. vars
./clean-all
./build-ca
./build-dh
./build-key-server pttunnel
touch keys/crl.pem

Tip: you can improve your security by keeping your certificate authority on an internal system/fileshare/git repo, etc.

4. Test the Server Config

At this point you should be able to run the OpenVPN server.

  1. cd into /etc/openvpn
  2. Test OpenVPN with the following command: sudo openvpn -config pttunnel.conf
  3. Make sure the server runs without any issues before proceeding.

5. Set OpenVPN to Run on Boot

For the lucky people not using systemd ;-)

update-rc.d openvpn enable

Start openVPN now as a daemon:
sudo /etc/init.d/openvpn start


Setup OpenVPN Pentester/Client Connections (Do these steps for each pentester)


1. Generate OpenVPN Client/Pentester Certs (Do this on the OpenVPN Server)

cd into /etc/openvpn/easy-rsa and generate a certificate using the following commands:

Replace 'pentester01' below with the names of each pentester

. vars
./build-key pentester01


2. Configure the OpenVPN Client on the Pentester's Workstation (Do this on the workstation/client)

You should only have to do this once for each pentester/consultant. At Sprocket sometimes a pentester may have multiple workstations they connect from. In that case, we generate separate certificates for each of their machines (ex: pentester01, pentester01-windows).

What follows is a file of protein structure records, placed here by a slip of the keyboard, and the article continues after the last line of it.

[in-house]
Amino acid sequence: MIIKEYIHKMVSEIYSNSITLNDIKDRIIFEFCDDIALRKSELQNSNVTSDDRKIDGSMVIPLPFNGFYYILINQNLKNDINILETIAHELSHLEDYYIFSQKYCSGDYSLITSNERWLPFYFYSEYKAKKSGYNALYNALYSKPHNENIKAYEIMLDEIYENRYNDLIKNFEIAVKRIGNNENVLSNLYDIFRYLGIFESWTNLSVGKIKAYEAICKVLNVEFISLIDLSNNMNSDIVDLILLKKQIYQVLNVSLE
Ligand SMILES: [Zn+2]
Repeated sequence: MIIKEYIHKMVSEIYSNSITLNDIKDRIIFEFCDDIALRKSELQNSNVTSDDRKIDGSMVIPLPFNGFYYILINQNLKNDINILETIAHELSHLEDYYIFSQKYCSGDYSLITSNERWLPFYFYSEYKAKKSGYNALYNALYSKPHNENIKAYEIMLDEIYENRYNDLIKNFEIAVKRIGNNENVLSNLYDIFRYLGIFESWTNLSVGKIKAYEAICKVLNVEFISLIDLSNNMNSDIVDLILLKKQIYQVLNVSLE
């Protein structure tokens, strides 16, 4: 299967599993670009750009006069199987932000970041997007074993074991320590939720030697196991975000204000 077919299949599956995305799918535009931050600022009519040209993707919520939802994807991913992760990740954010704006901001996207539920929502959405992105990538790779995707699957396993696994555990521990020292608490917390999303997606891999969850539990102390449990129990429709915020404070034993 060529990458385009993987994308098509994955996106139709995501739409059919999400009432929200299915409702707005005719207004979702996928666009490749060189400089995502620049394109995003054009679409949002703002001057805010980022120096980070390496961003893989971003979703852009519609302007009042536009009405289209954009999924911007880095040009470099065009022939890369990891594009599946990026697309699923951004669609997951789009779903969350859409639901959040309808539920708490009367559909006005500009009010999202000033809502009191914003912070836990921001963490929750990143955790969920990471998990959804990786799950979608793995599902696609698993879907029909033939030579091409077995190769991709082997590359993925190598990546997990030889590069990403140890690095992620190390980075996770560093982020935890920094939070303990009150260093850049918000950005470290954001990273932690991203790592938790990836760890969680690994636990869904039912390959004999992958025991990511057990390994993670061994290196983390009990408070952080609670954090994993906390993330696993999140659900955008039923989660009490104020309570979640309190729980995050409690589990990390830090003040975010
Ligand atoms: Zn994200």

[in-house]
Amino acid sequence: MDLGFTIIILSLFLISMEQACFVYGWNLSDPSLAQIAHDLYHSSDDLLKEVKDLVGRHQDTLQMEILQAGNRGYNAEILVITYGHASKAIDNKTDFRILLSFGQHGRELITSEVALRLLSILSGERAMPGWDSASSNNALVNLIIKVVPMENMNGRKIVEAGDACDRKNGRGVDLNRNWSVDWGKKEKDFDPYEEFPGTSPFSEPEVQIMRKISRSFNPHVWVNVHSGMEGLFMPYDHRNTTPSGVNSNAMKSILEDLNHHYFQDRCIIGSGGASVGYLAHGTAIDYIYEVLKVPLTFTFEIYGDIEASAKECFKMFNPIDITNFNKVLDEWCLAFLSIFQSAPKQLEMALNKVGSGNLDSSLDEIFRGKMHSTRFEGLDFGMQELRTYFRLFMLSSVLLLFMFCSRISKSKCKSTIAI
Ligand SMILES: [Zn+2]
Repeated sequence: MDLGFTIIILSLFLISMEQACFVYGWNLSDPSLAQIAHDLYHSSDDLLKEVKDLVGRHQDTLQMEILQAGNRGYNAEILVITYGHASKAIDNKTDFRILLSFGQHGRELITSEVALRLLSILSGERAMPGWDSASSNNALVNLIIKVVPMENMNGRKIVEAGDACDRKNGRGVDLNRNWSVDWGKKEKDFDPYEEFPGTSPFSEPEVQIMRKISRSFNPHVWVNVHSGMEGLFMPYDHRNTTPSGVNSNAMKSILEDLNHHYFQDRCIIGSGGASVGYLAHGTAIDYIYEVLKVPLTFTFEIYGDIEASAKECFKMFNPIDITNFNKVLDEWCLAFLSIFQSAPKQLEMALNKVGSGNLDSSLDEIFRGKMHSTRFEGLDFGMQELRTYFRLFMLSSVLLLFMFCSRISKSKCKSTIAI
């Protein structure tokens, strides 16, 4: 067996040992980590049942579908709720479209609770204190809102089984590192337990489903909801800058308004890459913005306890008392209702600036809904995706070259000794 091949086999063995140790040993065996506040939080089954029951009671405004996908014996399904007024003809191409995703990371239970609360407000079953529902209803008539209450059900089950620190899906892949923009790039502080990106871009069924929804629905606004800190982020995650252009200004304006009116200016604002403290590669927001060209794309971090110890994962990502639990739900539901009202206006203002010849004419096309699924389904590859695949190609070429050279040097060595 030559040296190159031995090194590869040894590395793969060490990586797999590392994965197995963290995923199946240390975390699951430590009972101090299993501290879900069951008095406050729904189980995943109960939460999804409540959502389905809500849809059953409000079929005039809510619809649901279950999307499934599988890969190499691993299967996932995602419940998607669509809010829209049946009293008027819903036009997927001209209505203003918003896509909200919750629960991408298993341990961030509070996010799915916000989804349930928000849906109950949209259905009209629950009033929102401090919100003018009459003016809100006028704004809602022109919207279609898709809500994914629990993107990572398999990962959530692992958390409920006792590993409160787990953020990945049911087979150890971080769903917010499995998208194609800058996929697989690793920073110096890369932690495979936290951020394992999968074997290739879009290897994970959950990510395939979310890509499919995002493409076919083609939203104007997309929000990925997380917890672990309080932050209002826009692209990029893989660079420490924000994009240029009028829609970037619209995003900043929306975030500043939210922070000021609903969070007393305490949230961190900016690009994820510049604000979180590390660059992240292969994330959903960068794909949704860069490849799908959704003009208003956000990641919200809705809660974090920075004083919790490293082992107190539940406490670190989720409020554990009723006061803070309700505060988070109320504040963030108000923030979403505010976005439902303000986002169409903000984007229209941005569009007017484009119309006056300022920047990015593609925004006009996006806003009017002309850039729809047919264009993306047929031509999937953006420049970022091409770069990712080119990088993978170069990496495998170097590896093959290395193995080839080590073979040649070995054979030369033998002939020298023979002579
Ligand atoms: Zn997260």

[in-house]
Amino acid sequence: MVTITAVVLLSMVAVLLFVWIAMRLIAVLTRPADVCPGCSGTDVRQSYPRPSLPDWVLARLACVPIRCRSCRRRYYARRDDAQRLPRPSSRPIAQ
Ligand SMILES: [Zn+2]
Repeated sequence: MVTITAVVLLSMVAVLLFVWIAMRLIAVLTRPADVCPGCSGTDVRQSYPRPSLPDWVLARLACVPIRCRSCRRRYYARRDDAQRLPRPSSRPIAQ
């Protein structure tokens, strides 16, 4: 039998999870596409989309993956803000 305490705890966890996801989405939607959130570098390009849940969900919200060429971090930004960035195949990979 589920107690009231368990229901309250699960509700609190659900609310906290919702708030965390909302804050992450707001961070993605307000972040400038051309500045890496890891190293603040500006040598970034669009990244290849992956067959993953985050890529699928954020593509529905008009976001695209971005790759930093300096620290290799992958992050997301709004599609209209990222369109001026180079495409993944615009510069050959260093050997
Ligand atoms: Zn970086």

In this example I'm assuming the pentester/consultant is using Ubuntu Desktop, but Windows or OSX will work.

Securely copy the following certificates you generated in the previous section (from the OpenVPN server): * /etc/openvpn/easy-rsa/keys/ca.crt * /etc/openvpn/easy-rsa/keys/pentester01.crt * /etc/openvpn/easy-rsa/keys/pentester01.key

...and copy them to the /etc/openvpn directory on the workstation.

Create the OpenVPN client configuration file /etc/openvpn/pttunnel-client.conf with the following data:

client
dev tun
proto tcp
remote-cert-tls server
remote <PUB_IP_OF_OPENVPN_SRV> 443
remote <PUB_IP_OF_OPENVPN_SRV> 80
remote <PUB_IP_OF_OPENVPN_SRV> 53
persist-key
persist-tun
verb 3
ca <FULL_PATH_TO_CA.crt>
cert <FULL_PATH_TO_PENTESTER01.crt>
key <FULL_PATH_TO_PENTESTER01.key>
cipher AES-256-CBC
comp-lzo

After copying the certificates from the previous section onto the pentester's workstation. Test the OpenVPN configuration file and verify the tunnel establishes:

  1. cd into /etc/openvpn
  2. Test OpenVPN with the following command: openvpn -config pttunnel-client.conf
  3. Make sure the server runs without any issues before proceeding. Note: you wont be able to route any traffic yet, but if things are working you should be able to ping the far end of the tunnel's network address (ex: 10.254.254.3)

Troublshooting Tips for OpenVPN clients

  1. Increase the verb directive on the client to better understand the failure.
  2. If you're setting this up and testing the tunnel from the internal network, it's ok to change the remote directive to point to the internal IP address of the OpenVPN server for testing.
  3. Make sure your certificates are readable. I always specify full path to be safe.
  4. Make sure your date and time are accurate on both server and clients.
  5. Below are some useful commands during troubleshooting:
route -n  
tcpdump -nni tun0  
nc 127.0.0.1 1196 <type: 'status' in shell>  

Congrats! You should now have a working OpenVPN server that pentesters can connect to. However, its not very useful until we get our dropboxes connected.

Continue to part 3 to learn how to provision a dropbox to work with this OpenVPN server.

- @caseycammilleri